4. What’s your biggest encouragement to aspiring writers who want to be published with a traditional publisher?

Don’t shy away from constructive criticism, and don’t let rejection deter you. If a publisher comes back with suggested changes and tweaks to your original proposal, it just means that they see potential in your book and want to make sure it succeeds. If a rejection letter comes with specific reasons why they are turning it down, take that into consideration and apply it to future proposals. Rejection means you’re one step closer to success.

Also, feel free to pitch me! ????

Jennye Garibaldi is an acquisitions for New Harbinger Publications.

Honing your business’s message

Honing your business’s message


Most coaches don’t have a marketing problem.

They have a messaging problem. You’ve got to have clarity around your business message .

It isn’t enough to say to your potential clients, “I want to help you, and I can.”

In this free audio, I’m walking you through some essential questions that help you to clarify your business’s most basic message. It’s time to hone it in, refine, and define.

Grab a pen and paper, click play, get started!


5 Steps to Take the Fear Out of Launching Your E-Course or Program

5 Steps to Take the Fear Out of Launching Your E-Course or Program


When you’re building your empire, one of the best ways to get buzz and gain sales is to launch that new product or service you’ve been working so hard on.

Launching is a coordination of all your marketing efforts to push your one new offer. If you don’t launch it, it will likely go unnoticed.

Even something as small as a blog post can be launched. Think about it: after you’ve written a blog post, you share it on various social media platforms, send it out to your newsletter, and reference it in online forums.

When you’re launching something big—like a new product, business, website, program or e-course—there is a lot more at stake. As a launch strategist, my clients often tell me that one of the biggest surprises about launching is how much fear they face.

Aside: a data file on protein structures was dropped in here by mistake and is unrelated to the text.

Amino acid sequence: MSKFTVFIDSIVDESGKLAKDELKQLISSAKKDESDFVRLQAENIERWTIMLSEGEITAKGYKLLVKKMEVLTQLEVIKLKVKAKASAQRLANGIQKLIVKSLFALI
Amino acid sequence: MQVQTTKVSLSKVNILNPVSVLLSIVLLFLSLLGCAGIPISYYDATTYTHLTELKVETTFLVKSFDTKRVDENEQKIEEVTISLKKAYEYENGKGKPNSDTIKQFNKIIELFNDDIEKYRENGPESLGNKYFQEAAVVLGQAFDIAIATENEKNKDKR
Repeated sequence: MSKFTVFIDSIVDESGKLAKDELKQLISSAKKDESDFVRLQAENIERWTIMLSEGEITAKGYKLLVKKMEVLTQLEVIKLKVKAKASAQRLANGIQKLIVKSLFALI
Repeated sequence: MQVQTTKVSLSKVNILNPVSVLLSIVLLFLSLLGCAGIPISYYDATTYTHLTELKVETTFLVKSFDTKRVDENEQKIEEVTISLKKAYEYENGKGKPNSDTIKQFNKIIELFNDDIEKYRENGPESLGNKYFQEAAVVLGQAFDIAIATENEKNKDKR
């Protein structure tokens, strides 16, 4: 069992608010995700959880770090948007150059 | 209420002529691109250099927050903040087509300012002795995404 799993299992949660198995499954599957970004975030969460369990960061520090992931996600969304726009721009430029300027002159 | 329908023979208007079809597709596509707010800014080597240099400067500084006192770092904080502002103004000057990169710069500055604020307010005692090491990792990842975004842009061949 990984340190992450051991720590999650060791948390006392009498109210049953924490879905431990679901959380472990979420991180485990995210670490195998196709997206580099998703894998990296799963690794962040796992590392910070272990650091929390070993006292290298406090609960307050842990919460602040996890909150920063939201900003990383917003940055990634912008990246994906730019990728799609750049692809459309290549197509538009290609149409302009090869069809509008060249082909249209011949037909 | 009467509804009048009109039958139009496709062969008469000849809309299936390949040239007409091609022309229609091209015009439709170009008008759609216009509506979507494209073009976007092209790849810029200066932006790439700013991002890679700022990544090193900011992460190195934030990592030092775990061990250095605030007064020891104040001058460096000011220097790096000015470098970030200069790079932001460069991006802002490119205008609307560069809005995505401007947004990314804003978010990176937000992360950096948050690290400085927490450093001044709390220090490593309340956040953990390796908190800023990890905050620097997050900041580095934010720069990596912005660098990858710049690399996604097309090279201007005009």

Launching your e-course or program is scary, but it doesn’t have to be.

If just thinking about your next launch has you shaking in your shoes, here are 5 ways you can take the fear out of your launch.


For every 10 minutes spent planning your launch, you save an hour.

Start by creating a checklist for all of the little items that need to get done. Warning: As your checklist grows, you may feel fear and self-doubt creep in. Try to push past those feelings and keep going!

Next, create a calendar for all of the important dates, then give each checklist item its own due date. This will help you break down your checklist into manageable chunks.


No great idea was ever launched alone. Ask for help by creating a list of “champions”:

  • Who are the people who believe in you or your mission?
  • Who are the friends you can talk to, who won’t tell you that you’re crazy?
  • Who are the family members who will help you run errands, clean your house, or get groceries on launch day?

Put all of these people on one list and start assigning jobs to them. Reach out to them, tell them what you’re doing, and ask for their support. Communicate your appreciation and watch your champions line up to help make your dream possible.


In his book The War of Art, Steven Pressfield introduces the concept of “upleveling.” He explains that every time you reach beyond what you’ve done before, you’ll hit your “upper limit.” This is the point at which individuals get sick, sabotage their success, or just quit.

The way through this is to recognize that you’re breaking ground on what is possible for you and to be very kind to yourself in the process. Instead of pretending that you’re not afraid, take a moment to recognize all that you’re doing. Acknowledge the nagging doubt inside of you, then decide that all of this is possible and press forward.


When it comes to launching, something always goes wrong. And usually, multiple things will go wrong. This doesn’t mean your launch is not a success; it’s just the nature of launching.

The more you try to make your launch “perfect,” the more disastrous your launch will be. Keep the mantra “80% is good enough” in mind, and repeat it over and over to yourself. When you do this, your launch will 100% successful.


Launch with the fear. Your fear is not a sign of future failure! Don’t wait until you feel completely confident, because that day will never come. All successful people take action, even in the face of fear.

Take a look at your checklist, the champions who are helping you, and the self-imposed limitations you’re facing, then let go of your need to control the fear and make your launch happen.

Take Action Now